Two weeks ago, Americans witnessed unprecedented events in Washington, D.C. that kept us glued to our screens for hours on end. On Jan. 6, rioters breached the Capitol building while halting Congressional election certification counting. Police evacuated members of Congress from the Capitol while rioters wandered the building. Videos released throughout the week displayed civilians breaking windows and fighting police officers. The event took place two weeks before president-elect Joe Biden’s inauguration.
Lillie Crawford, a sophomore studying international relations, recalled her feelings as she watched the events at the Capitol take place live. “I was amazed, and my initial reaction was something like: why isn’t law enforcement doing anything?” Crawford said. “They were pretty much just letting them roam the Capitol building. If you think back to the Black Lives Matter protests that happened over the summer, they didn’t even let protestors walk the streets without getting pepper sprayed or tear gassed.”
Crawford explained her shock and worry after witnessing the images and videos that came out as the event transpired. “I was thinking: These people are in the Capitol, screaming in police officers’ faces and physically harming them on federal property,” Crawford said. “I was really worried about the safety of congresspeople. Seeing people walking through the Capitol building carrying a Confederate flag and calling themselves patriots is something I find so ironic.”
Since the Capitol breach on Jan. 6., the FBI has issued warnings of planned armed protests in all 50 state capitals throughout the days leading up to Biden’s inauguration. The FBI statement noted that they were focusing on supporting local and federal law enforcement to combat armed threats.
Surprised by law enforcement’s response to the Capitol riots, Crawford expressed her hope that state capitals maintain security this weekend. “It feels like it’s a civil war,” Crawford said. “The people who are planning to attend are really enraged. Hopefully, we’re able to keep state capitals safe.”
In other news, the House of Representatives responded to last Wednesday’s Capitol riots by impeaching President Trump on Jan. 13 for incitement of insurrection. President Trump is the first in the nation’s history to be impeached twice.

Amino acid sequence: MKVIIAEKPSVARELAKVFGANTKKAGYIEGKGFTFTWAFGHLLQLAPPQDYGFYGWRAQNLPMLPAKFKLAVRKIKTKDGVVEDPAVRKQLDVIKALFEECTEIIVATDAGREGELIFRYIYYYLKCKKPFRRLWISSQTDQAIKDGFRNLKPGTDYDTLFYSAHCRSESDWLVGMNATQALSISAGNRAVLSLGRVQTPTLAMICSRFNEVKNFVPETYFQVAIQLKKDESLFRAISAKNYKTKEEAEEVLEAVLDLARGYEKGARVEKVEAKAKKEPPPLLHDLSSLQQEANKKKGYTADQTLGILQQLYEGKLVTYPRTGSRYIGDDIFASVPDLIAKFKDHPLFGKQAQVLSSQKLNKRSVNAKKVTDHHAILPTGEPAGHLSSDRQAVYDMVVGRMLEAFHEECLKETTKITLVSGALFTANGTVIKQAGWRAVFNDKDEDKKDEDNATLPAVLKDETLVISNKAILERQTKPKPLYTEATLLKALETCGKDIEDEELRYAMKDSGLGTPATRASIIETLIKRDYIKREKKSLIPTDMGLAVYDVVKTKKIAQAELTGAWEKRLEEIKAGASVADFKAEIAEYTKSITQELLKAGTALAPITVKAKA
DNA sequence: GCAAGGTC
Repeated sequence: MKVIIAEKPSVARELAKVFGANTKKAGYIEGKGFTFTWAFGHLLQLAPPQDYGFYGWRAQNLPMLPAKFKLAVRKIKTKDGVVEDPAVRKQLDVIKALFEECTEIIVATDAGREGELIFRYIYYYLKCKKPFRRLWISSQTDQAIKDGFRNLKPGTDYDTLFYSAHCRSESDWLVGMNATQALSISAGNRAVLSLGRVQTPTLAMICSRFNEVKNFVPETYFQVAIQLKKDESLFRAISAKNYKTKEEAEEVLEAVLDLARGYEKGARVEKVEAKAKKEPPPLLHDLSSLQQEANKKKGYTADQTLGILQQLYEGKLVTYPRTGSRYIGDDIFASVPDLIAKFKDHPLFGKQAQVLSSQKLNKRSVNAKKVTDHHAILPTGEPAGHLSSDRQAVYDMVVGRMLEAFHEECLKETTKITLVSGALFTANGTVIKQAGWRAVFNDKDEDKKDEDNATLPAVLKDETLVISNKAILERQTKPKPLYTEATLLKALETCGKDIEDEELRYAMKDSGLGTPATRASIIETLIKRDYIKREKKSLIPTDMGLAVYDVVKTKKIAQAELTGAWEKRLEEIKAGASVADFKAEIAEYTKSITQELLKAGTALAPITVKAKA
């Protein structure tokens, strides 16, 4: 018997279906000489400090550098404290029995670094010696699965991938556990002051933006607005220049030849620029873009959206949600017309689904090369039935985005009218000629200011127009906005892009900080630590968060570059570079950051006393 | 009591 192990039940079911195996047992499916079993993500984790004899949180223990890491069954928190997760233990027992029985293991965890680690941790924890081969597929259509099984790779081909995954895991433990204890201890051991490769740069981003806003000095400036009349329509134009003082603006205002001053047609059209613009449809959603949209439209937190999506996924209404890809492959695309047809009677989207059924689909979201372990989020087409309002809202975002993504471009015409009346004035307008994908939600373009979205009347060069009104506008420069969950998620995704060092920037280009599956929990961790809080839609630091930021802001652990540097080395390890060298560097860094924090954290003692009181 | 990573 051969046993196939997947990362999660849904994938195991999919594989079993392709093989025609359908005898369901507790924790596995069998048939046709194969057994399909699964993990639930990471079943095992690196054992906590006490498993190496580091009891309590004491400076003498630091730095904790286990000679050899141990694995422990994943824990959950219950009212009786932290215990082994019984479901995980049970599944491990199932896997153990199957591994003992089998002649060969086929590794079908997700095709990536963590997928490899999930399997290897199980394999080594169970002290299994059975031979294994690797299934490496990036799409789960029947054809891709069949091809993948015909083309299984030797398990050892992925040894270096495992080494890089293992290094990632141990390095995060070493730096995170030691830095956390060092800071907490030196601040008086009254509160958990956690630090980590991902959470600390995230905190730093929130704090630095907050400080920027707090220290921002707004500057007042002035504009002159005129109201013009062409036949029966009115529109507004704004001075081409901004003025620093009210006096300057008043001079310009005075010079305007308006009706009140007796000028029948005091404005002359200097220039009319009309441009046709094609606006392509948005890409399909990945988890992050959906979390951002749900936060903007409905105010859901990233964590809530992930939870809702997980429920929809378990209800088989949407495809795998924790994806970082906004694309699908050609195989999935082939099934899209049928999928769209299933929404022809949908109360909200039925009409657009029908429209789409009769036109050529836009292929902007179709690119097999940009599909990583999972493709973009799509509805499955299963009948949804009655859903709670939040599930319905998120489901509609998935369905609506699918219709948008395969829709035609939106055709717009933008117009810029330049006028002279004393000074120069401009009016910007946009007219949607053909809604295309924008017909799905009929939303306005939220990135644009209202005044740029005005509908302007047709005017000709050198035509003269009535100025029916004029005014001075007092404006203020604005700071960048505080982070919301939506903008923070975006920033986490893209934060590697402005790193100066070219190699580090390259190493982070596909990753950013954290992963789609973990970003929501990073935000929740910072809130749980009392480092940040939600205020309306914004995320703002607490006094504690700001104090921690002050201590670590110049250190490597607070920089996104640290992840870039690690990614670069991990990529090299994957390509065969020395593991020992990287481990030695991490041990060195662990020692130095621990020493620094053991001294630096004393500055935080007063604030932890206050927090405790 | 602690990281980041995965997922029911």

Crawford described her thoughts on how the Senate might vote on impeachment. “I’m going to be really interested to see if any Republicans are willing to jump ship to protect their party so that it doesn’t go down as the party that sponsored Donald Trump,” Crawford said. “Even more, I’m interested to see if in the future, the Republican Party will split between the people who are Republicans, and the people who are Trumpists.”
All of this activity in Washington takes place as the country prepares to welcome a new president into the White House on Jan. 20. President-elect Biden recently laid out plans for the administration’s first 100 days in office.
Kate Schiller, a sophomore studying political science, described her worries and anticipations for the current political climate as the country faces a new transition of power. “I think we are in a really polarized political climate, possibly the most polarized climate we’ve seen in quite a bit,” Schiller said. “I believe that in order to move forward from this dark mess of a presidential term, we are going to need to look to reforms that are of a bipartisan effort. Additionally, placing importance on human rights and public health issues, such as the Black Lives Matter movement, mask-wearing policies and vaccination debates is absolutely crucial.”
Crawford also expressed that she felt the country was in a polarized state. “I think the first month of Biden’s administration is going to be an extremely tough time because there are a lot of people who are incredibly unhappy right now,” Crawford said. “I hope they’ll be able to push legislation through, but I also think that the first month is going to be rough.”
Schiller explained that it would take strong measures from both parties for the country to heal. “If we truly are to have a successful political future, we are going to have to truly put country over party,” Schiller said.
In terms of how the country’s political climate may affect student life, Crawford emphasized how students and administrators should move ahead. “Virginia Tech is a predominantly white institution and with all of this going on, I’m afraid that students who are people of color or minorities might feel more unsafe being there now,” Crawford said. “Allies of the racial equality movement who are white should continue to call on university administration to make sure that students at Virginia Tech are protected and continue to tear down institutions of white supremacy at the school.”